India's stock prices have increased 29% during the past six months.

India's BSE 30 stock market index, Jan-December 2004 <font size=-2>(Source: WSJ)</font>
India's BSE 30 stock market index, Jan-December 2004 (Source: WSJ)

According to the article on p. C16 of Friday's (12/3) WSJ by Eric Bellman, "The robust Indian stock market may be due for a breather, as investors wait for earnings to catch up with soaring share prices."

There's a very ironic twist to this article, because it gives as an explanation the fact that price/earnings ratio are getting too high.

How high have they gone? To an average of 15!!

According to the article, analysts are warning that the recent rally in India's stock market "might have taken prices higher than their potential earnings warrant." It says, "The 29% increase in the benchmark index during the past six months has pushed up the average price/earnings ratio for companies that make up the Sensex to more than 15, based on projected earnings for the year ending March 31 -- well above the average of 11 for the previous three-year period. The average P/E ratio based on earnings projections for fiscal 2006 is about 13, analysts say."

Wall Street Historical Price/earnings ratio for S&P 500
Wall Street Historical Price/earnings ratio for S&P 500

So the Indian stock market is in danger because P/E ratios have reached 15, but journalists, pundits and high-priced analysts are blithely sanguine about American P/E ratios in the 20s, as the adjacent graph shows.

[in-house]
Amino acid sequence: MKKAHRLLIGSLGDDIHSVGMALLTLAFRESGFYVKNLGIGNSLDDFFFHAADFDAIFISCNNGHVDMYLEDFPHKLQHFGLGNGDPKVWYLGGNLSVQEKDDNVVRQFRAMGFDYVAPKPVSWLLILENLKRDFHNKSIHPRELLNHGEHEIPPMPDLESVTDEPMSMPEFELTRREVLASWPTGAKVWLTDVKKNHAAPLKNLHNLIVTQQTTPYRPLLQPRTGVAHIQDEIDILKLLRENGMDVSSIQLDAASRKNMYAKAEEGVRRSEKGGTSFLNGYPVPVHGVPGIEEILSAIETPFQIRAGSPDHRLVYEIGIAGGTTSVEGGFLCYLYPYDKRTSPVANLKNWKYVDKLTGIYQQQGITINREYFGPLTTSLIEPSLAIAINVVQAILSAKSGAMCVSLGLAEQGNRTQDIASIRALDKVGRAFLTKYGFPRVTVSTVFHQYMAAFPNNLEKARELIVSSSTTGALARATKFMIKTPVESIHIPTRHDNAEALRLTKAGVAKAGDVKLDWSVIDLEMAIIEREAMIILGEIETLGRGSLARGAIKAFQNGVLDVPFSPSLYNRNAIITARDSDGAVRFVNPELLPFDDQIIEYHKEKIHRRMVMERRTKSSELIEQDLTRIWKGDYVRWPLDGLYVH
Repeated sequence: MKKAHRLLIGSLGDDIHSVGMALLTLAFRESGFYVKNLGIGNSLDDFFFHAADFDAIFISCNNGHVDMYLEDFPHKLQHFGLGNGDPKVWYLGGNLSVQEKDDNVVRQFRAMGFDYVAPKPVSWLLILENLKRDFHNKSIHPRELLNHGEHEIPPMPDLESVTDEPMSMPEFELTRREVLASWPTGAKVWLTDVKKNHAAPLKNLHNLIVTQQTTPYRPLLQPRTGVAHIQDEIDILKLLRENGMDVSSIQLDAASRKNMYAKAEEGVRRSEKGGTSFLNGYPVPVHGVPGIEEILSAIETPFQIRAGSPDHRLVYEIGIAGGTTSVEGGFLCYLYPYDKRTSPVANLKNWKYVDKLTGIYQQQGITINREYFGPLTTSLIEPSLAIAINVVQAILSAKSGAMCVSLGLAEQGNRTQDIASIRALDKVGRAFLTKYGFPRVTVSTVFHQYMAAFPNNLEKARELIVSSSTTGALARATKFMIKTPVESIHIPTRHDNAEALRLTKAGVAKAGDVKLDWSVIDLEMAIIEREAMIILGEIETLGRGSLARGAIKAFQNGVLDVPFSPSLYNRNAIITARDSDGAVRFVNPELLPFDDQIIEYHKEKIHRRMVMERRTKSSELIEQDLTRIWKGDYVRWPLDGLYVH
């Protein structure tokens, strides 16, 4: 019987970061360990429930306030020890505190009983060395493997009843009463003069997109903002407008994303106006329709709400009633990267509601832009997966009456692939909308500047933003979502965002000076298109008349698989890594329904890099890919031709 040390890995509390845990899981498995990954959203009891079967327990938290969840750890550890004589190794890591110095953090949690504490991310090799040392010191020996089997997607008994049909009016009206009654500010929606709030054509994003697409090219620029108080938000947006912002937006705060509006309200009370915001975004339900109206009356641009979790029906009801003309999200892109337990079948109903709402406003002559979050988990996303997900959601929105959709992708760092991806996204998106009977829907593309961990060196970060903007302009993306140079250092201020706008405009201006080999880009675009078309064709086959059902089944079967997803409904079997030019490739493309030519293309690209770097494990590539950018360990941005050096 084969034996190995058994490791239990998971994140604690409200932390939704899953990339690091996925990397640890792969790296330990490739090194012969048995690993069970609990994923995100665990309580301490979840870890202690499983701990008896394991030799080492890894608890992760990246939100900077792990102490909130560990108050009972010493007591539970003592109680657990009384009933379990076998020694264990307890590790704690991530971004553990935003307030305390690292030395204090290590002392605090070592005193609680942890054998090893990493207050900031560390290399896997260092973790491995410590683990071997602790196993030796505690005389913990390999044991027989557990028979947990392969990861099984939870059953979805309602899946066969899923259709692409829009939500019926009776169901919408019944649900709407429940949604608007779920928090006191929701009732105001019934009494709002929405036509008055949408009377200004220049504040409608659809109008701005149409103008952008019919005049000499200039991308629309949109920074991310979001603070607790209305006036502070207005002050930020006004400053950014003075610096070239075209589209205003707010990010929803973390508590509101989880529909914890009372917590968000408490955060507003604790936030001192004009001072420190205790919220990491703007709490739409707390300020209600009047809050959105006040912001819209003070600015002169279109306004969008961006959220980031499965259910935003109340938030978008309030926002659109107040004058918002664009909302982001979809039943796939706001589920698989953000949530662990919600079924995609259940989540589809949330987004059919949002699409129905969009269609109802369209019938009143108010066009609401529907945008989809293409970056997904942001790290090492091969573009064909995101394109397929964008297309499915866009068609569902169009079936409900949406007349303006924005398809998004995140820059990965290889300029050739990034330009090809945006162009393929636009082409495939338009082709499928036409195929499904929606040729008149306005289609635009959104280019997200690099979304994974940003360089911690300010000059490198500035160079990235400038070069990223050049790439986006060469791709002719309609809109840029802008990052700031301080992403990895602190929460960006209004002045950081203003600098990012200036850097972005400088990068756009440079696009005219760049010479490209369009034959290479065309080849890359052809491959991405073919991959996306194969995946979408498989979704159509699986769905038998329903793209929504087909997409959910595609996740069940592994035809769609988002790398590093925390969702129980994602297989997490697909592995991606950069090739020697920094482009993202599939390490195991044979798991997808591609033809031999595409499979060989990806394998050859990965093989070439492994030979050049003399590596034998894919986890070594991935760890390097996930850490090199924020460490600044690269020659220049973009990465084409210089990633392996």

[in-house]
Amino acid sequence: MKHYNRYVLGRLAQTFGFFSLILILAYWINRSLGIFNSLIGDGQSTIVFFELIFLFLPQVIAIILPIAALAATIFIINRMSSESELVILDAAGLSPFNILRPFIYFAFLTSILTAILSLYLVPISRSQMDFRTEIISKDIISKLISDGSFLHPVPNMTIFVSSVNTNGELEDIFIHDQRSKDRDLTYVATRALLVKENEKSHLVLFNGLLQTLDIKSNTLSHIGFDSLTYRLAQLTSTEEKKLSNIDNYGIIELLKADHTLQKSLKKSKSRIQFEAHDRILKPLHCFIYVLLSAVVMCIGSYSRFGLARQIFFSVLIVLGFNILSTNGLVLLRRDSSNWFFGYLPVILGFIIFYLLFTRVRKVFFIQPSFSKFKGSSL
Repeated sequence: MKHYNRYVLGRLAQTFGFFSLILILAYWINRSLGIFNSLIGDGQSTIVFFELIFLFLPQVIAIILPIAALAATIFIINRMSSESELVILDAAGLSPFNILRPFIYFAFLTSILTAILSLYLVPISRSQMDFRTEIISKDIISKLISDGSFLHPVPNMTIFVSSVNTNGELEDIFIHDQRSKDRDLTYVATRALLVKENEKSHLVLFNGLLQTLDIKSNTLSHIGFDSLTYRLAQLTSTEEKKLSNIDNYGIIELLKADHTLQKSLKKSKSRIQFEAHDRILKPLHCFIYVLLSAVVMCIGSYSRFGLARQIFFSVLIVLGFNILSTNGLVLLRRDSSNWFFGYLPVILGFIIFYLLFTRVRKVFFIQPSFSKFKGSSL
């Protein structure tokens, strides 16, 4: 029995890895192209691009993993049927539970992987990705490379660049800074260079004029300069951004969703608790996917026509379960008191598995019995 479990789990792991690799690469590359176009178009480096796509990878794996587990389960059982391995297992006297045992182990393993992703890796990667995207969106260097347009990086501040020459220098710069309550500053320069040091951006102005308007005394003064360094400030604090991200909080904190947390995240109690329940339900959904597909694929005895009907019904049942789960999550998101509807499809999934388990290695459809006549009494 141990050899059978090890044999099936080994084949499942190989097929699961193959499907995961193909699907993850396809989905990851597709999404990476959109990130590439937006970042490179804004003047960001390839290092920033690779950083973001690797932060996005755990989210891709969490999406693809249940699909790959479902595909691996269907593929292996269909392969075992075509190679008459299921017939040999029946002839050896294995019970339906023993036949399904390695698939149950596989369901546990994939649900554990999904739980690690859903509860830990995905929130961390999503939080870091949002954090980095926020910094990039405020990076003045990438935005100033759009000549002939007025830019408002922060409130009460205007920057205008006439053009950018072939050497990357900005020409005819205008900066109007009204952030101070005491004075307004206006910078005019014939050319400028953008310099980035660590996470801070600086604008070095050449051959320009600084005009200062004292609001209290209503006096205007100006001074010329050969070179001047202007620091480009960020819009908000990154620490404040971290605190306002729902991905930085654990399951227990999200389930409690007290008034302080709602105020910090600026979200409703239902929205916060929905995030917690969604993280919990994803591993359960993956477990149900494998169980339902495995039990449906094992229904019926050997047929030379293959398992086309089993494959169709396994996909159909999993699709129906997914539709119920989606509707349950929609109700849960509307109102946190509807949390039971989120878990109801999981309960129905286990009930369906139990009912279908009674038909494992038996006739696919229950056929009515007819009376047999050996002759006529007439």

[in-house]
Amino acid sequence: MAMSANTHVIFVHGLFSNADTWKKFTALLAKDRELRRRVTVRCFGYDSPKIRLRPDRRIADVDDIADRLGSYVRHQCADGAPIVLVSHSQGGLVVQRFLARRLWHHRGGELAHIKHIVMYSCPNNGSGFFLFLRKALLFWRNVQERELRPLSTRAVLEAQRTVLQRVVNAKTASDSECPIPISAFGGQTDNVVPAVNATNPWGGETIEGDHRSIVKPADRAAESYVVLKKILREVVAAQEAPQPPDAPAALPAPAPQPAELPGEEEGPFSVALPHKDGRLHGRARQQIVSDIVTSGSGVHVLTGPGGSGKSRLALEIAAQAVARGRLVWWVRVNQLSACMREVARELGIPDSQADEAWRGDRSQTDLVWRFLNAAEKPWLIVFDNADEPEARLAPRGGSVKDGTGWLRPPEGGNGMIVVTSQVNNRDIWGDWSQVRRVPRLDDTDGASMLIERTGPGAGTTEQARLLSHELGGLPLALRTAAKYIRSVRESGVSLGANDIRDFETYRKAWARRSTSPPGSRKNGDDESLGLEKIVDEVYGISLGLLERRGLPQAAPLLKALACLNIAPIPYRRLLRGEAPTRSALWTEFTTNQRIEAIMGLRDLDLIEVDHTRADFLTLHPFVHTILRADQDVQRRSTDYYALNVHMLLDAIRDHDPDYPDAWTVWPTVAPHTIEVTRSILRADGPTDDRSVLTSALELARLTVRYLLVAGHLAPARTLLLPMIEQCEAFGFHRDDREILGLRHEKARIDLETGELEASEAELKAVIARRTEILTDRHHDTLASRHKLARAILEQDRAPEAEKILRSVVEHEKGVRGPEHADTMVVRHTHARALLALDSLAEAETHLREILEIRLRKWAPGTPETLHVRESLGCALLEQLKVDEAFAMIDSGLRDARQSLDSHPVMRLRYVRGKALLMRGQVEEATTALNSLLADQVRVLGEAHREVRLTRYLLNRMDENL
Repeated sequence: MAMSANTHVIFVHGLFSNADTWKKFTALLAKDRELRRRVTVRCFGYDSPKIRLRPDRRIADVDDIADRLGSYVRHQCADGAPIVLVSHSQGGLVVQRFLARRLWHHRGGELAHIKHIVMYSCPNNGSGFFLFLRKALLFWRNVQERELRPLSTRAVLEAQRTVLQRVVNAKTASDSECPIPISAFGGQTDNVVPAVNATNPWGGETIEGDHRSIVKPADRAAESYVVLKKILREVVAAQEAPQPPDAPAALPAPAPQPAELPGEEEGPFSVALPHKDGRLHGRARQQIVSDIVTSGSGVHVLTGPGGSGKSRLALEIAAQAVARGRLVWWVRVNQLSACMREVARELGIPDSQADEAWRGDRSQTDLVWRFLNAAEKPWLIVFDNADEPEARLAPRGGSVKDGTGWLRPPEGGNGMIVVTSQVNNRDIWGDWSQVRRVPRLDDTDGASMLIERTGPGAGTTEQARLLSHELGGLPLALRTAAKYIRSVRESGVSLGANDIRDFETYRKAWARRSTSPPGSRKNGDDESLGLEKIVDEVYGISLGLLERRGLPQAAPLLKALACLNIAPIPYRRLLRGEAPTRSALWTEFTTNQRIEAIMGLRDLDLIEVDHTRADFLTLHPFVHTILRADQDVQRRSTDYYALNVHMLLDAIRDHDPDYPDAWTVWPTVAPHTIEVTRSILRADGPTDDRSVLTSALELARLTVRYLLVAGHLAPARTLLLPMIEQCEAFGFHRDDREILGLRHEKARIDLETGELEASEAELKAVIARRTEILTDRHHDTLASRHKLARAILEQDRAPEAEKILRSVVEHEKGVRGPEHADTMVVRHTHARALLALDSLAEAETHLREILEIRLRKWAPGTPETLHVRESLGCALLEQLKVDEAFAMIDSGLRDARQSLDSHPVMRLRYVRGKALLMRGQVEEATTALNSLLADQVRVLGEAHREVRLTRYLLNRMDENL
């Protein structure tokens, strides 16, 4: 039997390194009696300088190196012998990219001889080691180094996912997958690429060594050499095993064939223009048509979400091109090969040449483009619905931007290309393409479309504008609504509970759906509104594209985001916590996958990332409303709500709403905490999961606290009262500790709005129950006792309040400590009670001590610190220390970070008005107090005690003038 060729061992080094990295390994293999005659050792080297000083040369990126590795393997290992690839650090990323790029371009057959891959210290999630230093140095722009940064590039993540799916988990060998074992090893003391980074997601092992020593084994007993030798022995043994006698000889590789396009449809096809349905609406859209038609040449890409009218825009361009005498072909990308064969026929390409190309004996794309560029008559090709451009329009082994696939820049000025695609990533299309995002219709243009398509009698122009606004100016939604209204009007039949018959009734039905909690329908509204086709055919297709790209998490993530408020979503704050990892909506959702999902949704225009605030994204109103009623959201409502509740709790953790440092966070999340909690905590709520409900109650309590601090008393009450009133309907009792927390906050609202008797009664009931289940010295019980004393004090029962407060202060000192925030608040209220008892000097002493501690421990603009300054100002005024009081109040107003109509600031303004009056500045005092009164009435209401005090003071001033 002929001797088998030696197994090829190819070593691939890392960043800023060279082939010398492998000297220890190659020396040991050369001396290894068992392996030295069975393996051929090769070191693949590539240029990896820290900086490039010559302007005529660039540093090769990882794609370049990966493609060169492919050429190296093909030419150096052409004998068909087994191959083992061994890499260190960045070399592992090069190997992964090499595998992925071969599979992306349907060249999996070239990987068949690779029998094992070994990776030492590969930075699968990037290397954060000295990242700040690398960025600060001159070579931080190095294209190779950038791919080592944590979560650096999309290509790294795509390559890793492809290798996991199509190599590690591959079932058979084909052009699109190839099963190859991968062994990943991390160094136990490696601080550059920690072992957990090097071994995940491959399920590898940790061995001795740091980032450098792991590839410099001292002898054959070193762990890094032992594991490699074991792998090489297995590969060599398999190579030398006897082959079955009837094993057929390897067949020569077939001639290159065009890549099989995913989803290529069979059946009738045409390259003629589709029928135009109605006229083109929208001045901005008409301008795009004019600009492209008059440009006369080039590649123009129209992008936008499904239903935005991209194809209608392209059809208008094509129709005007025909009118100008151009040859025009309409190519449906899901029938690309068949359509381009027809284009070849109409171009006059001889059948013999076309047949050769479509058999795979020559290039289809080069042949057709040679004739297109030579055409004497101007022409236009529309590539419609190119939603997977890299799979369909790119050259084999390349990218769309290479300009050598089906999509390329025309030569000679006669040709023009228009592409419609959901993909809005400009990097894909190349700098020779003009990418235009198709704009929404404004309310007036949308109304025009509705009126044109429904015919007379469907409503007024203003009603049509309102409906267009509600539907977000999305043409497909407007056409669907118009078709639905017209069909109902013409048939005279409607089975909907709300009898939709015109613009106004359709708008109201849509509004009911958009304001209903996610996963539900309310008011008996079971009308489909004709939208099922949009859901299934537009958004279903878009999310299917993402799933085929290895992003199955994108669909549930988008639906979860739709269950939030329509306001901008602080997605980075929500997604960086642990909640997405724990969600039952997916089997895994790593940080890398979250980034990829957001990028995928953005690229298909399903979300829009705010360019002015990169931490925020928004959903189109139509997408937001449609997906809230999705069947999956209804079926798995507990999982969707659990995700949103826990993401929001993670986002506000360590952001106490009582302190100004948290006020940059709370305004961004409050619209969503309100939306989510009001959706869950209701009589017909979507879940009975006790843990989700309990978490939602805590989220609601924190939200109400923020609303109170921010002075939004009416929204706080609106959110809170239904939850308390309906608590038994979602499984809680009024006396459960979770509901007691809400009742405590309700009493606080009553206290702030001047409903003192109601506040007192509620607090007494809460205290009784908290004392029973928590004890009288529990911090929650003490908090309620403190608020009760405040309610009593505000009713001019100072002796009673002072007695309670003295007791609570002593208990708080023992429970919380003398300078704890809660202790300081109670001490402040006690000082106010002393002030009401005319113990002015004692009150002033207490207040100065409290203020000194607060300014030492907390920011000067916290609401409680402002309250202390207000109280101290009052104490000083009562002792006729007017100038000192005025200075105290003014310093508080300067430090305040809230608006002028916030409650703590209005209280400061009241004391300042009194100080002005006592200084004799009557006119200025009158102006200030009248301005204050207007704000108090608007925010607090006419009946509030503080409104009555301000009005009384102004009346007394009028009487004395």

Regular readers of this web site know how cynical I am about journalists, politicians and analysts, most of whom say any dumb thing that pops into their heads, but this whole issue of P/E ratios really takes the cake.

Go back and and reread that paragraph above where I quoted the WSJ article, where it says that the value 15 is "based on projected earnings for the year ending March 31." This computation is almost a complete hoax. Let me explain.

How do you compute P/E ratios? You take the price of the stock and divide by the earnings of the company per share of stock. So if the stock sells for $100 per share, and the company earned $5 per share, then the P/E ratio is $100/$5, or 20.

It's easy to determine the price of the stock, but what value do you use for earnings? It turns out that there are several ways of doing this, and they're all equally good, provided that you don't switch methods in midstream.

Since I'm interested in analyzing long-term trends, I use Yale Professor Robert J. Shiller's figures on his web site at, where he's collected annual stock market data since 1871, and very generously makes them available to the public.